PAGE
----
^Djurhuus CB, Gravholt CH, Nielsen S, Mengel A, Christiansen JS, Schmitz OE, Møller N (July 2002). "Effects of cortisol on lipolysis and regional interstitial glycerol levels in humans". Am. J. Physiol. Endocrinol. Metab.283 (1): E172–7. doi:10.1152/ajpendo.00544.2001. PMID12067858.Cite uses deprecated parameters (help)
^Mescher EJ, Platzker AC, Ballard PL, Kitterman JA, Clements JA, Tooley WH (December 1975). "Ontogeny of tracheal fluid, pulmonary surfactant, and plasma corticoids in the fetal lamb". J Appl Physiol39 (6): 1017–21. PMID2573.Cite uses deprecated parameters (help)
^Hennessy DP, Coghlan JP, Hardy KJ, Scoggins BA, Wintour EM (October 1982). "The origin of cortisol in the blood of fetal sheep". J. Endocrinol.95 (1): 71–9. doi:10.1677/joe.0.0950071. PMID7130892.Cite uses deprecated parameters (help)
^Magyar DM, Fridshal D, Elsner CW, Glatz T, Eliot J, Klein AH, Lowe KC, Buster JE, Nathanielsz PW (July 1980). "Time-trend analysis of plasma cortisol concentrations in the fetal sheep in relation to parturition". Endocrinology107 (1): 155–9. doi:10.1210/endo-107-1-155. PMID7379742.Cite uses deprecated parameters (help)
^Ricketts AP, Flint AP (August 1980). "Onset of synthesis of progesterone by ovine placenta". J. Endocrinol.86 (2): 337–47. doi:10.1677/joe.0.0860337. PMID6933207.Cite uses deprecated parameters (help)
^Al-Gubory KH, Solari A, Mirman B (1999). "Effects of luteectomy on the maintenance of pregnancy, circulating progesterone concentrations and lambing performance in sheep". Reprod. Fertil. Dev.11 (6): 317–22. doi:10.1071/RD99079. PMID10972299.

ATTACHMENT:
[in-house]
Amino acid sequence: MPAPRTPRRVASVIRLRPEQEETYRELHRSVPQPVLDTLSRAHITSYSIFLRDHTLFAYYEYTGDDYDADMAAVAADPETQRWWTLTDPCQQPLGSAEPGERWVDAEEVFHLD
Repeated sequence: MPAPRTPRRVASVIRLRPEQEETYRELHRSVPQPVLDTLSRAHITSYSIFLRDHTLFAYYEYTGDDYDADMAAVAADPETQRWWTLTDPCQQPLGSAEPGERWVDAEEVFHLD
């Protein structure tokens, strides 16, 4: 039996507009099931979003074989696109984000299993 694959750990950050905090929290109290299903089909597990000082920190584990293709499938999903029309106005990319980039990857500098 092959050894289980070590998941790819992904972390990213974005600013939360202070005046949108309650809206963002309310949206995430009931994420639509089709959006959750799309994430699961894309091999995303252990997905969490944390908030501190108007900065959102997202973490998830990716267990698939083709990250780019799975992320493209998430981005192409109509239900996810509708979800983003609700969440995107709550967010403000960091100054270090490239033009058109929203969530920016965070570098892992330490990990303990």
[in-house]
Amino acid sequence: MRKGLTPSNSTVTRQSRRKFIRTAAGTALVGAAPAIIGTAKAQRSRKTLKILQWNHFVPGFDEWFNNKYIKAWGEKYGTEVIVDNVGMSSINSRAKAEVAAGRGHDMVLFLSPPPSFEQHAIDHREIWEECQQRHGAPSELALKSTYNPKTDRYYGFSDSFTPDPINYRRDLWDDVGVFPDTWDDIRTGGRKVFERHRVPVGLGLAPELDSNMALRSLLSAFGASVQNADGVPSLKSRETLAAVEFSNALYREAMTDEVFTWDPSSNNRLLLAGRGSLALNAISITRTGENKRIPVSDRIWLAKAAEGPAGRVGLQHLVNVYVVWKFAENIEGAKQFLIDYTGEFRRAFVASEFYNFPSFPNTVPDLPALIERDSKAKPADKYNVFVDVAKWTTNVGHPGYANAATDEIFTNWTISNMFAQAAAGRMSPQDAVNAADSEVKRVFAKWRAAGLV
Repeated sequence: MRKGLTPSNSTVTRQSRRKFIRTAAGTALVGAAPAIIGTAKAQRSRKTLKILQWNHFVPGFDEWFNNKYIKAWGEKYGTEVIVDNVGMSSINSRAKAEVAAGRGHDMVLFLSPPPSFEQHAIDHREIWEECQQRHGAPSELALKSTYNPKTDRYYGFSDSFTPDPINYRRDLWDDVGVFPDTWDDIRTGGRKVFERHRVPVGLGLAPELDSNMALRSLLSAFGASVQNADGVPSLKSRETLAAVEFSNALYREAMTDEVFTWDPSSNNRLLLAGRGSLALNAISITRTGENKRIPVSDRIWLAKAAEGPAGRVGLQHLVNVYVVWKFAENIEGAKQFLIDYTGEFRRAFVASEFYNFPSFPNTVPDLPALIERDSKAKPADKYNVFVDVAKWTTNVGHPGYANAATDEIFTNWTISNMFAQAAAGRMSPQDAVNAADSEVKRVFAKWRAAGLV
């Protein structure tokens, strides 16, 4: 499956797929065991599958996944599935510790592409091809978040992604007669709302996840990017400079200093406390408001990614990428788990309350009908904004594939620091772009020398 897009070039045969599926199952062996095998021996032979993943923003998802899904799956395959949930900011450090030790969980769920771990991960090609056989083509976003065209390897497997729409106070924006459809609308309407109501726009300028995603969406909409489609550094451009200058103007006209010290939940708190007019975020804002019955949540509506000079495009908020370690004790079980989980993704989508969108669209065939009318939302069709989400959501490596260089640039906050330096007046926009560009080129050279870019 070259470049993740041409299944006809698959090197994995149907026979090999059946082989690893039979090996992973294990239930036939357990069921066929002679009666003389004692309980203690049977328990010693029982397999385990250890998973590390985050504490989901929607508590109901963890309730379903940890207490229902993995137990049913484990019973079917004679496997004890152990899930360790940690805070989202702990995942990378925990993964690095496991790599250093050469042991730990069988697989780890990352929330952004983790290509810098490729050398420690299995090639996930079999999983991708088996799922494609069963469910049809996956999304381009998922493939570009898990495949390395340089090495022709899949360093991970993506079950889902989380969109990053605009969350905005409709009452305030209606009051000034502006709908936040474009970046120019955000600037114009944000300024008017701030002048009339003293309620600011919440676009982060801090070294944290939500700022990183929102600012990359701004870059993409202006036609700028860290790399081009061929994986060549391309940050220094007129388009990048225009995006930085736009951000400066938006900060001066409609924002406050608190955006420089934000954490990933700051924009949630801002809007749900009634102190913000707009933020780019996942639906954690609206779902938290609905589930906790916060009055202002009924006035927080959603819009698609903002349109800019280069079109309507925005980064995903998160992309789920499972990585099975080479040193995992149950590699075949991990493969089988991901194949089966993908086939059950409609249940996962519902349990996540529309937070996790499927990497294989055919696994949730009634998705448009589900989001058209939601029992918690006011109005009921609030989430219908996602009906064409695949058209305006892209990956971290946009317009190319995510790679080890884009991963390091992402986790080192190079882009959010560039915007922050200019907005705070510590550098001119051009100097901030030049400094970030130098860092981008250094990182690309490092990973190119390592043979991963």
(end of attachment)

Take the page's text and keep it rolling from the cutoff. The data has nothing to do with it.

^Jainudeen MR, Hafez ESE (2000). "Gestation, prenatal physiology, and parturition". In Hafez ESE, Hafez B. Reproduction in farm animals. Hagerstwon, MD: Lippincott Williams & Wilkins. pp. 140–155. ISBN0-683-30577-8.
^X. Feng, L. Wang , Yang S., D. Qin, J. Wang , C. Li, L. Lv, Y. Ma, X. Hu (November 2012). "Maternal separation produces lasting changes in cortisol and behavior in rhesus monkeys". PNAS34: 14312–14317. doi:10.1073/pnas.1010943108.Cite uses deprecated parameters (help)
^ abM. Kumari, J. Head, M Bartley, S. Stansfeld, M. Kivimaki (July 2012). "Maternal separation in childhood and diurnal cortisol patterns in mid-life: findings from the Whitehall II study". Psychological Medicine: 633 – 643. doi:10.1017/S0033291712001353.Cite uses deprecated parameters (help)
^A. Pesonen, K Raikkonwn, K. Feldtm K Heinonen, C. Osmond, D. Philips, D. Barker, J. Eriksson, E. Kajantie (April 2010). "Childhood separation experience predicts HPA axis hormonal responses in late adulthood: A natural experience of World War II". Psychoneuroendocrinology35: 785 – 767. doi:10.1016/j.psyneuen.2009.10.017.Cite uses deprecated parameters (help)
^L. M. Diamond, A. M. Hicks, K. D. Otter-Henderson (November 2008). "Every time you go away: Changes in affect, behavior, and physiology associated with travel-related separations from romantic partners.". Journal of Personality and Social Psychology95: 385 – 493. doi:10.1037/0022-35126.96.36.1995.Cite uses deprecated parameters (help)
^King MB (2005). Lange Q & A. New York: McGraw-Hill, Medical Pub. Division. ISBN0-07-144578-1.
^Piroli, G. G.; Grillo, C. A.; Reznikov, L. R.; Adams, S.; McEwen, B. S.; Charron, M. J.; Reagan, L. P. (2007). "Corticosterone Impairs Insulin-Stimulated Translocation of GLUT4 in the Rat Hippocampus". Neuroendocrinology85 (2): 71–80. doi:10.1159/000101694. PMID17426391. edit